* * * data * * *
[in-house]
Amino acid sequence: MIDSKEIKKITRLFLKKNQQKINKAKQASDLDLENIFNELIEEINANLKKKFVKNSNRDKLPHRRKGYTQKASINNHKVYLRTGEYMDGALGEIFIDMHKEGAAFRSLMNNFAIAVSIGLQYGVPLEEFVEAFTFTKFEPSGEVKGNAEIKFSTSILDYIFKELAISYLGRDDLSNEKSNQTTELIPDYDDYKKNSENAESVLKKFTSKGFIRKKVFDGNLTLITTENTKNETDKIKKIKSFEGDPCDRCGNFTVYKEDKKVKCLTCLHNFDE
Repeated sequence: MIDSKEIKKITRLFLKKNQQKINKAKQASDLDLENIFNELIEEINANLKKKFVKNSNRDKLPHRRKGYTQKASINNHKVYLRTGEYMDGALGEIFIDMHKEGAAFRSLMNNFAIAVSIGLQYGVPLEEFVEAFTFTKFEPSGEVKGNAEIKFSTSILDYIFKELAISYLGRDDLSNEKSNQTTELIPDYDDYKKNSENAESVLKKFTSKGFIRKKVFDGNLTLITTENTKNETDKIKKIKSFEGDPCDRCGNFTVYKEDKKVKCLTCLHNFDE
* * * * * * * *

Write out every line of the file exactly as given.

[in-house]
Amino acid sequence: MIDSKEIKKITRLFLKKNQQKINKAKQASDLDLENIFNELIEEINANLKKKFVKNSNRDKLPHRRKGYTQKASINNHKVYLRTGEYMDGALGEIFIDMHKEGAAFRSLMNNFAIAVSIGLQYGVPLEEFVEAFTFTKFEPSGEVKGNAEIKFSTSILDYIFKELAISYLGRDDLSNEKSNQTTELIPDYDDYKKNSENAESVLKKFTSKGFIRKKVFDGNLTLITTENTKNETDKIKKIKSFEGDPCDRCGNFTVYKEDKKVKCLTCLHNFDE
Repeated sequence: MIDSKEIKKITRLFLKKNQQKINKAKQASDLDLENIFNELIEEINANLKKKFVKNSNRDKLPHRRKGYTQKASINNHKVYLRTGEYMDGALGEIFIDMHKEGAAFRSLMNNFAIAVSIGLQYGVPLEEFVEAFTFTKFEPSGEVKGNAEIKFSTSILDYIFKELAISYLGRDDLSNEKSNQTTELIPDYDDYKKNSENAESVLKKFTSKGFIRKKVFDGNLTLITTENTKNETDKIKKIKSFEGDPCDRCGNFTVYKEDKKVKCLTCLHNFDE